Coq au vin was originally prepared using a "coq," or rooster. Braising was the perfect way to make these stringy, old roosters edible. These days roosters are uncommon in the market, so we make coq au vin with chicken or "poulet." It is, however, still good—some may say better. Someday I'll make this dish with a rooster and let you know which is better.
Traditionally, this dish is made using red wine. When it is made with white wine, it is called coq au vin blanc, which is also quite delicious. The recipe that I am using here is a complete recipe, meaning I don't skip any steps. I marinate the chicken overnight in wine and vegetables and then braise it in the same marinade. I also make both of the traditional garnishes: glazed pearl onions and braised mushrooms. You can skip the marinade if you want to; it's not that big of a deal.
1. Chop up a whole chicken into sixths, or you can just buy a chicken in quarters or even just breasts or thighs. That isn't that important, though buying a whole chicken is always cheaper than buying parts. To breakdown a chicken, cut along the thigh and remove the whole leg. Then split the breast in half and remove the wings.
2. Marinate the chicken pieces in the braising liquid overnight. Chop up the onion, carrot, and celery into a medium dice. Pour the bottle of Burgundy into a sauce pan and cook off the alcohol by simmering it. When the steam no longer lights on fire, the alcohol is gone. Cool it and add the vegetables. Once it's cool, pour it over the chicken and bouquet garni, and then marinate overnight.
3. Make the glazed onion garnish. Clean about 30 pearl onions by hand, which is a pain in the butt. If you're lucky, you may find them pre-cleaned and frozen in a bag. Put the onions, sugar, water, and butter in a pan and simmer, covered, for five minutes. Next, uncover and cook off the liquid. Then fry the onions until glazed and browned. Set aside for later.
4. Make the braised mushrooms garnish. Clean 10 ounces of mushrooms of any particulate matter and slice off the bottoms of the stems. Fry the mushrooms in two tablespoons of butter until slightly cooked. Then add the ½ cup of marinade, cover and simmer for ten minutes. Remove the lid and add the two tablespoons of cognac. Taste and adjust the seasoning. Set aside for later.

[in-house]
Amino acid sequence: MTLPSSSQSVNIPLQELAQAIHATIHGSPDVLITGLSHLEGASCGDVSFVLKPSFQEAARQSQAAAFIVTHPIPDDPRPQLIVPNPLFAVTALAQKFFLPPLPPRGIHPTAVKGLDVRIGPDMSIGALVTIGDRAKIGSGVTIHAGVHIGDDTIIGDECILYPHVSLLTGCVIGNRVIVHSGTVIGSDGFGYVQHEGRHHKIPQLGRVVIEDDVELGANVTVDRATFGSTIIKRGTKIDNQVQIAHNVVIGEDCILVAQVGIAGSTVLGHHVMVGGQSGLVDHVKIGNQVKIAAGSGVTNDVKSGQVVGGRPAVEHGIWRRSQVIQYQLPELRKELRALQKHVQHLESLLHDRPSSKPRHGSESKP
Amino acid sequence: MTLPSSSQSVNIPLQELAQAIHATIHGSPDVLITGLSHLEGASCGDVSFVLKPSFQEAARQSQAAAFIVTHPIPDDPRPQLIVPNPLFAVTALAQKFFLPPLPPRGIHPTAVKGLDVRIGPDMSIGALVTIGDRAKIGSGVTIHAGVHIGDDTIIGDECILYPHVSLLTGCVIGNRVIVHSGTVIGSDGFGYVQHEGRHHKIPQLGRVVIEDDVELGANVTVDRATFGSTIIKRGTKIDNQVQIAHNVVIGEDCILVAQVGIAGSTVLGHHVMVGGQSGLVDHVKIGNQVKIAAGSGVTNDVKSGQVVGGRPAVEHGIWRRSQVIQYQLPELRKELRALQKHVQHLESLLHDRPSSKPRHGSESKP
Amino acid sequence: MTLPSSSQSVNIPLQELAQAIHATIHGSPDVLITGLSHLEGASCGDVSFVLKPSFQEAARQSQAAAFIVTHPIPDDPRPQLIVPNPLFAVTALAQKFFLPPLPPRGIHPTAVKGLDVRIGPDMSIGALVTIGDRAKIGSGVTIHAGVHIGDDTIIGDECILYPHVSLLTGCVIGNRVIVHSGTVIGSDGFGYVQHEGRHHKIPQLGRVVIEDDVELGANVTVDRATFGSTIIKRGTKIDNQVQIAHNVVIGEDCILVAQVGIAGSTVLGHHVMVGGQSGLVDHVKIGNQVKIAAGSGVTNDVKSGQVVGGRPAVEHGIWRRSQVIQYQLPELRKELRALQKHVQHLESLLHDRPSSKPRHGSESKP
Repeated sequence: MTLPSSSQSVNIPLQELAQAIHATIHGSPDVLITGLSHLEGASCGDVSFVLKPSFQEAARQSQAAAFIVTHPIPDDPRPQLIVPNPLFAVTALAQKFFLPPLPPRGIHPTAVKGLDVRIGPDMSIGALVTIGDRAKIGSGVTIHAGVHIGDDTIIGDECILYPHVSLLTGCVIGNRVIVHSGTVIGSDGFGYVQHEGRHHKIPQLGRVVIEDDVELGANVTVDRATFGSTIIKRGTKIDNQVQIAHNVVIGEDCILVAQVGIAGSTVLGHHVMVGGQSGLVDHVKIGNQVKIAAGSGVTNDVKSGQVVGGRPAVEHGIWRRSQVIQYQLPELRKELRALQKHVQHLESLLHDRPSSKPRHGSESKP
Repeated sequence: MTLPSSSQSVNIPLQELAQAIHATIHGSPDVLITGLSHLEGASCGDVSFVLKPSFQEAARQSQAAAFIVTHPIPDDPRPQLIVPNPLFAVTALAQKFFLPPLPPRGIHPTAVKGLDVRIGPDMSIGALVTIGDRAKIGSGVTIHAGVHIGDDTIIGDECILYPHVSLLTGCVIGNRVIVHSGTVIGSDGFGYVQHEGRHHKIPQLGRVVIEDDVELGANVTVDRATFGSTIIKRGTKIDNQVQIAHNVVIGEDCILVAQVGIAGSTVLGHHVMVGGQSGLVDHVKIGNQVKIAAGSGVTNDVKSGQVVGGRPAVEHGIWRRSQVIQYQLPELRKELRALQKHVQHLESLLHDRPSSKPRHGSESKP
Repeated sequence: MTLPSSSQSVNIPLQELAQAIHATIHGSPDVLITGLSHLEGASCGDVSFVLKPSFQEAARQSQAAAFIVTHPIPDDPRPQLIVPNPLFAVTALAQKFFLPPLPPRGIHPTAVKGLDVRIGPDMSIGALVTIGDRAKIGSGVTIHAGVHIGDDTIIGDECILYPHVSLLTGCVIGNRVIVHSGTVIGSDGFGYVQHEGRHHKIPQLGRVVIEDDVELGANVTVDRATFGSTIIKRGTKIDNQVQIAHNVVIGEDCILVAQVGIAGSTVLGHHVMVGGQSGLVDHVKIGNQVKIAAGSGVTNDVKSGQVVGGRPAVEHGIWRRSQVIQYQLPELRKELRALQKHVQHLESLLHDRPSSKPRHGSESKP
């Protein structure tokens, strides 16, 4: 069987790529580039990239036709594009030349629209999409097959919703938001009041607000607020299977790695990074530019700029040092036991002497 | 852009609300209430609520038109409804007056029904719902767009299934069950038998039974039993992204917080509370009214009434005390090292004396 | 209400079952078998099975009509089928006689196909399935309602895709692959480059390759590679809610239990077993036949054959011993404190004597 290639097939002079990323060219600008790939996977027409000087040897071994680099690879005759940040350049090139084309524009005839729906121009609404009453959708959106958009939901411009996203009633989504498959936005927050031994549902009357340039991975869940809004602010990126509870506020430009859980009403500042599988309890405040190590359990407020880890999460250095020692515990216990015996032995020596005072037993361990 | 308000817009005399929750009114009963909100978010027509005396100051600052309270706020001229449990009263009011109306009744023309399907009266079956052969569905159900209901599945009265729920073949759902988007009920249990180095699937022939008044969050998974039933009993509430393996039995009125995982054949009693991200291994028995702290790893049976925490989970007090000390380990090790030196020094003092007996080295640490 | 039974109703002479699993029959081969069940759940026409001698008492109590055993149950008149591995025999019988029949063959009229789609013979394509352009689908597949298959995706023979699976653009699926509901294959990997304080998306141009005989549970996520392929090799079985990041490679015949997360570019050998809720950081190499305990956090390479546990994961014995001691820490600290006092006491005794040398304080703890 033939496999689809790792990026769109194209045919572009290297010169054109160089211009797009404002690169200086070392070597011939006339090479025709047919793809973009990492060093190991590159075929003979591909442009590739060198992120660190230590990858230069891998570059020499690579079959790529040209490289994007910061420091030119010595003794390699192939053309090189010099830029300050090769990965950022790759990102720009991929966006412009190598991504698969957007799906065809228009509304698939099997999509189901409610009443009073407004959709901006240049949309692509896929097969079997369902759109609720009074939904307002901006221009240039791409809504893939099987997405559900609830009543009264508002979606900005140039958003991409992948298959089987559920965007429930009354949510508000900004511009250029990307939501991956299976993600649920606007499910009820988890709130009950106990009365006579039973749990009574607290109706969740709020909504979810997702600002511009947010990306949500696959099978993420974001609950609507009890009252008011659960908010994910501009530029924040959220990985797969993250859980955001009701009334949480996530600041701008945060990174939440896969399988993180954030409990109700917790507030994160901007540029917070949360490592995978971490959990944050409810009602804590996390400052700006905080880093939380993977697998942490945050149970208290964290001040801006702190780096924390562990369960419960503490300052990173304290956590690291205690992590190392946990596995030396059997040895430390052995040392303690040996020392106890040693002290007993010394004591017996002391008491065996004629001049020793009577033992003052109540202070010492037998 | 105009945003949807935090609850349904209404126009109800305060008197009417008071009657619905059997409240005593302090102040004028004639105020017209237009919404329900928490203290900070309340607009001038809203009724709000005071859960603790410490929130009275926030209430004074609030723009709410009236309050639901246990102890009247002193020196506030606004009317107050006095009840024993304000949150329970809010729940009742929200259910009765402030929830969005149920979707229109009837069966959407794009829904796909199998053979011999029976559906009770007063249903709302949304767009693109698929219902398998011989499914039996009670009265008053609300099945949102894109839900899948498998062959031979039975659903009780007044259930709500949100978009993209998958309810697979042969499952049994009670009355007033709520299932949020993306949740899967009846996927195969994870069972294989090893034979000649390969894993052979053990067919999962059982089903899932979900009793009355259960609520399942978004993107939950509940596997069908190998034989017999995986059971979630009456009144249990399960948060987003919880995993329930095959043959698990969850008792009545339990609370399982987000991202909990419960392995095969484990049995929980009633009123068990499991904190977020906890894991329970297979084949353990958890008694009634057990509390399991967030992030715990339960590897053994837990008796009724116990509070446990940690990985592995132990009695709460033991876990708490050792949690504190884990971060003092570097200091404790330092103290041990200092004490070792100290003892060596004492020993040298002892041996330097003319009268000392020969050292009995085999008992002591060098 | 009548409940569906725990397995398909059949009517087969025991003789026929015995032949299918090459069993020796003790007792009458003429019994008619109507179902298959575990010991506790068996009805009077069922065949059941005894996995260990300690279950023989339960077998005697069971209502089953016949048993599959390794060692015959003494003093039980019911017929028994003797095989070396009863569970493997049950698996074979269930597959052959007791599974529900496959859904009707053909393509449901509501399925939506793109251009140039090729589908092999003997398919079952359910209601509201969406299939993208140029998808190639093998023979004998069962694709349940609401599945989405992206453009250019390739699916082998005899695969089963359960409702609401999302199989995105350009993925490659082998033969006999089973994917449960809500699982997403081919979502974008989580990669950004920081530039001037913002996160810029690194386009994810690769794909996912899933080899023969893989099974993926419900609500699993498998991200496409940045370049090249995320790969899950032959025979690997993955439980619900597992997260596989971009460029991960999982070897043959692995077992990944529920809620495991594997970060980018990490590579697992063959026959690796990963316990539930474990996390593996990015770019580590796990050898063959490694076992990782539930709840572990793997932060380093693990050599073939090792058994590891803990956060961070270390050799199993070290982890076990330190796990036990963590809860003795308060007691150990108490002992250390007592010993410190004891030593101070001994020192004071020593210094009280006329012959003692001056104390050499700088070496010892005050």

5. Remove the chicken pieces from the marinade. They should be a nice, bright purple color unless you used a white wine. Don't worry, as the purple is only on the surface. Strain the vegetables out of the marinade and set the bouquet garni aside. Reserve the marinade; you will be braising with it.
6. Flour and fry the chicken pieces in bacon fat. Cube or dice up the 10 ounces of bacon and fry it until it is crispy, and then move the bacon bits to the braising pan. Mix the flour with a pinch of salt and pepper, and dredge the chicken pieces in it. Fry the chicken pieces in the bacon fat and set them inside of the braising pan too.
7. Deglaze the pan with the vegetables from the marinade. After you have fried all of the chicken pieces, add the reserved mirepoix (vegetables) from the marinade to the pan. Stir them with a spoon and fry them until they are soft and browned. Then deglaze the pan with the two cups of stock and pour it into the braising pan with the chicken, bacon, bouquet garni, and the marinade—but not the garnishes.
8. Braise or stew the chicken with the marinade. This is probably more of a stewed chicken than a braised chicken because you cook it on the stove. Regardless, simmer the chicken for one to two hours, checking once in a while to see how tender it is. Once the chicken is done, set it aside and strain the remaining liquid. Reduce the strained liquid until it's nice and thick. Then add the cognac and serve it with the chicken and garnishes over boiled potatoes.
If you don't feel like cutting up a whole chicken, you can just buy a chicken in pieces, or you can cook the chicken whole.
This method would probably work better with poussin or Cornish game hens. Hmm. That would be good!
Try not to eat all the braised mushrooms yourself—yes, they are that good.
Keep an eye on the chicken as it stews on top of the stove. You don't want a violent boil, just a gentle simmer.
Serve with boiled and heavily parsleyed baby red potatoes.